Leaders of 100 countries come to New York despite the pandemic to attend the United Nations General Assembly

Amman Today

publish date 2021-09-18 17:07:52

Next week, the leaders of nearly a hundred countries will arrive in New York, despite fears related to the Covid-19 epidemic, to attend the annual General Assembly of the United Nations, whose president will issue a “cry of warning” about the “extremely dangerous situation” in the world.

“Trust must be restored,” UN Secretary-General Antonio Guterres told AFP. The geo-strategic division currently camped in the world constitutes an obstacle,” adding that the world is “in a very dangerous situation” and “a cry of warning must be raised to awaken political officials.”

Among the leaders who announced their attendance were US Presidents Joe Biden, Brazilian Jair Bolsonaro, Turkish President Recep Tayyip Erdogan, German Frank-Walter Steinmeier, Venezuelan Nicolas Maduro, British Prime Minister Boris Johnson and Israeli Naftali Bennett.

French President Emmanuel Macron will be absent from the meeting, whose circles justified his reluctance to attend due to the imposed health restrictions. Unlike other leaders who will address the General Assembly via video link, Macron has delegated his Foreign Minister Jean-Yves Le Drian to speak on behalf of France.

The United States, which hosts the meeting, fears that it will turn into a “causing event” for the epidemic, according to the US ambassador to the United Nations, Linda Thomas Greenfield, while Guterres made it clear that Washington “dissuaded heads of state and government of other countries from coming for reasons related to Covid.”

He added that since March 2020, “I feel proud” that the United Nations headquarters in New York “has never been the epicenter of the spread of Covid and I hope that will continue.”

Last year, this major diplomatic forum was held online, as participants refrained from traveling due to the quarantine imposed by the United States.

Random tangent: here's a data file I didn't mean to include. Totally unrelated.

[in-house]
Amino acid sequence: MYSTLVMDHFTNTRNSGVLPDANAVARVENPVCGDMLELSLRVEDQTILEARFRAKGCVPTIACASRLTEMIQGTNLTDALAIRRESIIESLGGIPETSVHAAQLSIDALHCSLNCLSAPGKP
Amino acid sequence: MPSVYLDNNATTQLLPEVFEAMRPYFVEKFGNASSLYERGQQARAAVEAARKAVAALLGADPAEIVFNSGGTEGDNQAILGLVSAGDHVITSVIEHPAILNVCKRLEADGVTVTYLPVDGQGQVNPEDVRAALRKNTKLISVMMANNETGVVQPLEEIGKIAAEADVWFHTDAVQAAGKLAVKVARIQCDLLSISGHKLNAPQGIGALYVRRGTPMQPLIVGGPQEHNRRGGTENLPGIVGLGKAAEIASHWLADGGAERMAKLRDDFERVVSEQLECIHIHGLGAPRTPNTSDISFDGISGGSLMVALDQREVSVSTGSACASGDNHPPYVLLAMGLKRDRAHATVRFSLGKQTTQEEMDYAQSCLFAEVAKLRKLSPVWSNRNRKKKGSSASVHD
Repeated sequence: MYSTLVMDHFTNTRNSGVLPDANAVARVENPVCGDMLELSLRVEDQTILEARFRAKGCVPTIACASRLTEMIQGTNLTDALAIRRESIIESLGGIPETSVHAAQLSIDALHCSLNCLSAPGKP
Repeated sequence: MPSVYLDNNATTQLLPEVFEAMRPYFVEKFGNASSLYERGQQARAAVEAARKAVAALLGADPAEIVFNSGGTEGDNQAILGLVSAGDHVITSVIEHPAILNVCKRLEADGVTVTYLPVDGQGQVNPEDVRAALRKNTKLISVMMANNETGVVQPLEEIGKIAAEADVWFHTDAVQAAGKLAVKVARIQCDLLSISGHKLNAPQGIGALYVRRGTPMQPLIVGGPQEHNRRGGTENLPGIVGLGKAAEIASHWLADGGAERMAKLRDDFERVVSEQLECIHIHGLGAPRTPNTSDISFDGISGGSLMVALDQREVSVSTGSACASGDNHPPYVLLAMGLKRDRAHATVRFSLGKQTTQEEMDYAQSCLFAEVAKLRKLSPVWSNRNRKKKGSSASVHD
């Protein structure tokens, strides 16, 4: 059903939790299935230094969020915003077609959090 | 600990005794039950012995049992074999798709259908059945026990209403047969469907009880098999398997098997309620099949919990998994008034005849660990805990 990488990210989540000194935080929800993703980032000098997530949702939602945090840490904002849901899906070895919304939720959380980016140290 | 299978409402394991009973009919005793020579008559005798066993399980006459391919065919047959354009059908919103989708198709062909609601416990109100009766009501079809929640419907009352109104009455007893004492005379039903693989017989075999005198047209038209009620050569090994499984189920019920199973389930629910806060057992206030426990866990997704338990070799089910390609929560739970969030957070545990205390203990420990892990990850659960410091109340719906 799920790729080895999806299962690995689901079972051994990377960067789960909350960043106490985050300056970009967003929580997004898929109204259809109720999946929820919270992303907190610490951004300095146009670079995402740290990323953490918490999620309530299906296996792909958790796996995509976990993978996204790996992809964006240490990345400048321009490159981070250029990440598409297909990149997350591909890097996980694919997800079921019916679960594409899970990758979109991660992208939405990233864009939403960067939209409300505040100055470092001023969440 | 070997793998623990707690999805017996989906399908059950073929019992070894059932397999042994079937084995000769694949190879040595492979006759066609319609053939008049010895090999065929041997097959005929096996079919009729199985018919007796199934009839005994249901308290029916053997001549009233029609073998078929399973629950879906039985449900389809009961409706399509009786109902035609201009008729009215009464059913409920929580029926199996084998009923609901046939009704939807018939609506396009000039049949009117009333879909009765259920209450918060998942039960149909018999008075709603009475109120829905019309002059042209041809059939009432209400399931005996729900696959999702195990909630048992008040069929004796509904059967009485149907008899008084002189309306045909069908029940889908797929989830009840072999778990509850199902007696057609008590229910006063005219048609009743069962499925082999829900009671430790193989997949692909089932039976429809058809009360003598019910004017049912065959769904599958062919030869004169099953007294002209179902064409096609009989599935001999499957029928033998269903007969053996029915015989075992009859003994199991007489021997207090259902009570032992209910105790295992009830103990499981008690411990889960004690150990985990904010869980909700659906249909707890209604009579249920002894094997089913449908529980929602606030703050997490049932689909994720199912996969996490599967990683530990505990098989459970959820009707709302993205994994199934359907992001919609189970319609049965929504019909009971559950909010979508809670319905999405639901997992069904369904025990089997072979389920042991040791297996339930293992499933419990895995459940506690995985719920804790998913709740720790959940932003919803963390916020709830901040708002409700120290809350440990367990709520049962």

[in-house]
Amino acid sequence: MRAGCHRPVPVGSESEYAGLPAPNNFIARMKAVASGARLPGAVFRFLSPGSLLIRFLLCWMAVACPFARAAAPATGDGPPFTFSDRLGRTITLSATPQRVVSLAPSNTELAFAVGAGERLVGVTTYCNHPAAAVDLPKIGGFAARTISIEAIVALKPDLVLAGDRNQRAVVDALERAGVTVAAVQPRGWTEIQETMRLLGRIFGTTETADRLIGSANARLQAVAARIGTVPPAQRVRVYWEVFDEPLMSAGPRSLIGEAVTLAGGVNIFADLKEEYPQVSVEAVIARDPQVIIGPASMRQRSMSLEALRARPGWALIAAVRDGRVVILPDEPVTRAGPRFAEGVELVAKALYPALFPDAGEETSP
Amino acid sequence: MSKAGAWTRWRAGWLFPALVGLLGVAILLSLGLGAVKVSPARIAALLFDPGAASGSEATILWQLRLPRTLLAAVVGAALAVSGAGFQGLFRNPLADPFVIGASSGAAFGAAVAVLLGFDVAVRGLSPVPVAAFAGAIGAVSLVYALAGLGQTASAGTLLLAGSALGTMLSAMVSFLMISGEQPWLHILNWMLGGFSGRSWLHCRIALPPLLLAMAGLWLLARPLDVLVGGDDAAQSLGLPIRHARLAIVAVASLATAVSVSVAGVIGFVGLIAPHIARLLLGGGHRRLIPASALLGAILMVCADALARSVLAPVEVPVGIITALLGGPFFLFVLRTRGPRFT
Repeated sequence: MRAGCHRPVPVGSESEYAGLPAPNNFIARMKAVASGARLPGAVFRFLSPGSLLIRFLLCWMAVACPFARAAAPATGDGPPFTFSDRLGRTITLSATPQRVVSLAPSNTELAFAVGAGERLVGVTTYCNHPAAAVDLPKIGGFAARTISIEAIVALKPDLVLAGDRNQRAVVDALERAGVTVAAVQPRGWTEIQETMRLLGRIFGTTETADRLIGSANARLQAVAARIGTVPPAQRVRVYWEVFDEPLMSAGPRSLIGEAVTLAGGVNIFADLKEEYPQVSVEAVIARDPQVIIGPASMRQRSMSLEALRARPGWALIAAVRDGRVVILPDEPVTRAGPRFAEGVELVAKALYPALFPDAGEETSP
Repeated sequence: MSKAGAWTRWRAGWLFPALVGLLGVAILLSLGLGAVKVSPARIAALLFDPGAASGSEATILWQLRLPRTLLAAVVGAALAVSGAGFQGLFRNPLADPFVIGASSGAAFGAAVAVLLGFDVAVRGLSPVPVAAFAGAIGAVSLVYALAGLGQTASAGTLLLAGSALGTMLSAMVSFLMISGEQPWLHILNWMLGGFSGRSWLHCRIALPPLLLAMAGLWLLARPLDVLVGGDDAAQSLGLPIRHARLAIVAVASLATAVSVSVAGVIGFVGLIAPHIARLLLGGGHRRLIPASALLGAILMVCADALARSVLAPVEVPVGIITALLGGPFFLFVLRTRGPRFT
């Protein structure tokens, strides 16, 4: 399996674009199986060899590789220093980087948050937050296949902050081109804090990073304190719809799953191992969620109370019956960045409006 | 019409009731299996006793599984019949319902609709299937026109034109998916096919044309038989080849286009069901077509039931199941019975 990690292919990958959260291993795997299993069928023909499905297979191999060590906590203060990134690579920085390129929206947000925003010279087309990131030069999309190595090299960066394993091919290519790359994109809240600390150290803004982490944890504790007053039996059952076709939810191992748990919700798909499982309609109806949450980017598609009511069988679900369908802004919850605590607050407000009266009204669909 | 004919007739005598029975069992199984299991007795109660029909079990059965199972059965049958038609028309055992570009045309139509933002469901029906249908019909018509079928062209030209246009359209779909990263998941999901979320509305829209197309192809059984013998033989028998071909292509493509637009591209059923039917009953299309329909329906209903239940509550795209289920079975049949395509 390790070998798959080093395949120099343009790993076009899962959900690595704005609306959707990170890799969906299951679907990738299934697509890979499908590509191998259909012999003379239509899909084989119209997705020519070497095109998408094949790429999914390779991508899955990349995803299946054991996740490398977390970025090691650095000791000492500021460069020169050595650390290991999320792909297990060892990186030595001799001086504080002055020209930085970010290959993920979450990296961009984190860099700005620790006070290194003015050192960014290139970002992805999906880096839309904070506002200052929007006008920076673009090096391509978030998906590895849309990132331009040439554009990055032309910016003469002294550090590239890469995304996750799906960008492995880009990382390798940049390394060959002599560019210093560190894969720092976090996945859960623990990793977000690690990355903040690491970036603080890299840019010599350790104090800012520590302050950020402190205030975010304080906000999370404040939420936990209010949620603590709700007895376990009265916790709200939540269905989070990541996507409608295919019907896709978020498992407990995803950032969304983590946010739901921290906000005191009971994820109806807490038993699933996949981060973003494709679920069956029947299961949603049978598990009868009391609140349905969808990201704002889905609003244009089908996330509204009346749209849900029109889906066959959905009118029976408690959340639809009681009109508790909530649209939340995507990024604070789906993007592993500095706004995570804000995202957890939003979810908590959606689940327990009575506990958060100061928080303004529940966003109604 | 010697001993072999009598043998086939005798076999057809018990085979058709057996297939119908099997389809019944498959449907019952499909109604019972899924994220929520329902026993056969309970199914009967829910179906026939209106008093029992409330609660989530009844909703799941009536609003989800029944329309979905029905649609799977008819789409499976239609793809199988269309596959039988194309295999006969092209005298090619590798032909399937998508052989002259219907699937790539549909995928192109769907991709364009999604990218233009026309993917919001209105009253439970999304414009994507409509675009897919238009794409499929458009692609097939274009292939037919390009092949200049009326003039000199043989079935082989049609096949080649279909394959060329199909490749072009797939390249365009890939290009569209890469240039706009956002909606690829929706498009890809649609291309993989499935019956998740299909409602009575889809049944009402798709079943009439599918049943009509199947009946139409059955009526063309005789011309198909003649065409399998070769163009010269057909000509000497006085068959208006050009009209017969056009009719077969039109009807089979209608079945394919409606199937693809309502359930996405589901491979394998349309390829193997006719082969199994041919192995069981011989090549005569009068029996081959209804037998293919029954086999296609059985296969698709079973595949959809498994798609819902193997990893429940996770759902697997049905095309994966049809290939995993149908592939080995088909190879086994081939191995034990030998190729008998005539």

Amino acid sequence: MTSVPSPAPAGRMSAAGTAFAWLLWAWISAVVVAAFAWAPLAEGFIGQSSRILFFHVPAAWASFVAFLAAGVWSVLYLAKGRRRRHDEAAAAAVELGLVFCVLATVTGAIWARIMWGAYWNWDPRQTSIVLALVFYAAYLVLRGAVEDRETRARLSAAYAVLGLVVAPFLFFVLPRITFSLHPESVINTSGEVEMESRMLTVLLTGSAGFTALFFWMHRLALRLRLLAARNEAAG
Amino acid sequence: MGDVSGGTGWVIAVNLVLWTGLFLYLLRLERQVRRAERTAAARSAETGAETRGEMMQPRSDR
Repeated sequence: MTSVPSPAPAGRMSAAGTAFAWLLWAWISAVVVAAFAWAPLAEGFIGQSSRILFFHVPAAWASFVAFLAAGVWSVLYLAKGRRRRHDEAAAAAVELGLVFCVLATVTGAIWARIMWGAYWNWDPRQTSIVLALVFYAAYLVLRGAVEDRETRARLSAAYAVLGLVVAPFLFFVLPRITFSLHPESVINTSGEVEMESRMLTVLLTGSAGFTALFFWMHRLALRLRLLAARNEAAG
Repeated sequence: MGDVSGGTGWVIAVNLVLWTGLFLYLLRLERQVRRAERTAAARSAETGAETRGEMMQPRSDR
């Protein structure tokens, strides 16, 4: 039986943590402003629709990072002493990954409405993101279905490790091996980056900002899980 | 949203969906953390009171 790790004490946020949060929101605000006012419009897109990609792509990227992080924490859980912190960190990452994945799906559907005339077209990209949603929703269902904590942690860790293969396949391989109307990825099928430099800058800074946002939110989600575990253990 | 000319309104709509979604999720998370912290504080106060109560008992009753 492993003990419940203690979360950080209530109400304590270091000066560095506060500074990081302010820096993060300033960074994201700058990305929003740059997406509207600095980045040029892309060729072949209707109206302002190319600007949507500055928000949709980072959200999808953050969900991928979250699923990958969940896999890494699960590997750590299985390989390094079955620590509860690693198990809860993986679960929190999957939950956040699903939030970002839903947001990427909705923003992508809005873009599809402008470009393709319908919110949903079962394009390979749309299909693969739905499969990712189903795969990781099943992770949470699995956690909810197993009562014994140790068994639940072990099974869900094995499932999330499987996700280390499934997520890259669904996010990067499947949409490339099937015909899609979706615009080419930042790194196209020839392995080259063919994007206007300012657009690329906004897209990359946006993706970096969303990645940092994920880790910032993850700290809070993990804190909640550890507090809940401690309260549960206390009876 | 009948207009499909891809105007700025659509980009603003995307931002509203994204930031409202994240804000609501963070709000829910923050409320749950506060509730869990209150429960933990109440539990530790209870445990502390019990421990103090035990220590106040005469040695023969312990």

Diplomats considered that “it cannot be repeated”, but “we must prove that the United Nations exists.”

Strict measures were imposed such as wearing a mask, respecting the distance, the presence of a maximum of seven members from each delegation at the United Nations Headquarters, and four in the General Assembly amphitheater, and reducing bilateral meetings to the maximum.

And New York City warned that it would request a document proving that delegates had received the vaccine, considering that the United Nations headquarters is a conference center subject to the same rules imposed on other indoor places in New York.

“Wrong Direction”

This immediately infuriated some countries, with Russia denouncing the measure as “clearly discriminatory” and Brazilian President Jair Bolsonaro saying it would come even if he was not vaccinated.

A UN official, speaking on condition of anonymity, expressed concern, saying, “Everyone is afraid, it will create confusion.”

He added, “The big countries do not come to meet each other, it is the small countries that come to meet the big countries.”

A member of the government will represent Russia and China, and Richard Gowan of the International Crisis Group considered that the two countries want, through this level of representation, to show “Washington that the arrival of Joe Biden to power does not affect their positions.”

He believed that the US president would seek to emphasize “the need to protect a global system led by the United States from Chinese competition,” calling on his allies “not to consider China as an alternative leader in the multilateral system.”

Since January, US allies and especially Europeans have been surprised on several occasions by the lack of a noticeable shift in their favor after former President Donald Trump’s aggressive and isolationist approach.

After the Taliban’s takeover of Afghanistan, most of the talks will focus on women’s rights issues and avoiding the country from immersing itself in an economic and humanitarian crisis.

Speculation continues about who will represent Afghanistan, as well as Burma, which is led by a military council not recognized by the international community, or Guinea, which recently witnessed a coup. These three countries were listed to speak at the end of the meeting on September 27, but their seats are likely to remain vacant.

In addition to the Iranian and Libyan issues, the issues of combating global warming and addressing the Covid-19 pandemic will be at the center of the talks, although two summits are devoted to them, respectively, on Monday and Wednesday.

“We are going in the wrong direction in all areas,” Guterres said. It is absolutely unacceptable that there are countries where the rate of vaccination is 80% of the population and other countries where the rate is 2%.”

He added that the economic recovery is “unfair and dishonest” and “creates a North-South divide” already emerging in the fight against climate change.


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World News

Source : ألدستور

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